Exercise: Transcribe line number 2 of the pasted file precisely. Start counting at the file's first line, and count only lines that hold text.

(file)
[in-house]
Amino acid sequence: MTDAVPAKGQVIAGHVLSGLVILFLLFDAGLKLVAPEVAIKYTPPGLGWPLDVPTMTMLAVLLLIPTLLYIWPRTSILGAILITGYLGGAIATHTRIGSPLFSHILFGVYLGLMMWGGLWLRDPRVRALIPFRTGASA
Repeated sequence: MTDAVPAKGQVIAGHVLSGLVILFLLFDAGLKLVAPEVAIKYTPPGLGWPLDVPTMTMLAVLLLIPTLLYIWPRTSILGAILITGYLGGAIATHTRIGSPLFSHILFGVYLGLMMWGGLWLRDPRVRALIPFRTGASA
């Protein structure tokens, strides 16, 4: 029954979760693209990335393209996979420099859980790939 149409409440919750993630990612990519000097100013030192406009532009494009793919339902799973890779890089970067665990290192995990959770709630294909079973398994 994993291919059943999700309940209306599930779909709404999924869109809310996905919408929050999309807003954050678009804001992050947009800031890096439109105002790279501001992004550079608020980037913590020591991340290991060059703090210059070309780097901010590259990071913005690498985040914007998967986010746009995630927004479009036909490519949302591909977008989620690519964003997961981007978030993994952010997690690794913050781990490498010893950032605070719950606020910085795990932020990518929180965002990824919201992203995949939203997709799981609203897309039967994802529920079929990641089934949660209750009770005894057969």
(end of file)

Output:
Amino acid sequence: MTDAVPAKGQVIAGHVLSGLVILFLLFDAGLKLVAPEVAIKYTPPGLGWPLDVPTMTMLAVLLLIPTLLYIWPRTSILGAILITGYLGGAIATHTRIGSPLFSHILFGVYLGLMMWGGLWLRDPRVRALIPFRTGASA